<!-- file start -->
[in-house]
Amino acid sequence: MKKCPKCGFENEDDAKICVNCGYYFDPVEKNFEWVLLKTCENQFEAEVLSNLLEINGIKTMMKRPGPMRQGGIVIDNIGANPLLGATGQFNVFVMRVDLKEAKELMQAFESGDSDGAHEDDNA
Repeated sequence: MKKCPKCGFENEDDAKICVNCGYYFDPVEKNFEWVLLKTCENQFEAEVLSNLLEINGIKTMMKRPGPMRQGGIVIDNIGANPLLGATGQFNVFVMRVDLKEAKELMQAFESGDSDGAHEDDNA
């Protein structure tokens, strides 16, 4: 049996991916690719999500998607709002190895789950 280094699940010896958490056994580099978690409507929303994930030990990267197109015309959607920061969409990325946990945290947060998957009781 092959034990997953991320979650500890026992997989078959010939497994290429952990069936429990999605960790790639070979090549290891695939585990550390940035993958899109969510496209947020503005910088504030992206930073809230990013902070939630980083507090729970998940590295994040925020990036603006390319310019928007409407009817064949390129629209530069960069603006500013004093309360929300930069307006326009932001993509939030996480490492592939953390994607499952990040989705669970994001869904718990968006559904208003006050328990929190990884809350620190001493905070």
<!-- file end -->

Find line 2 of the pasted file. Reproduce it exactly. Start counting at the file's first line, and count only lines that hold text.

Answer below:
Amino acid sequence: MKKCPKCGFENEDDAKICVNCGYYFDPVEKNFEWVLLKTCENQFEAEVLSNLLEINGIKTMMKRPGPMRQGGIVIDNIGANPLLGATGQFNVFVMRVDLKEAKELMQAFESGDSDGAHEDDNA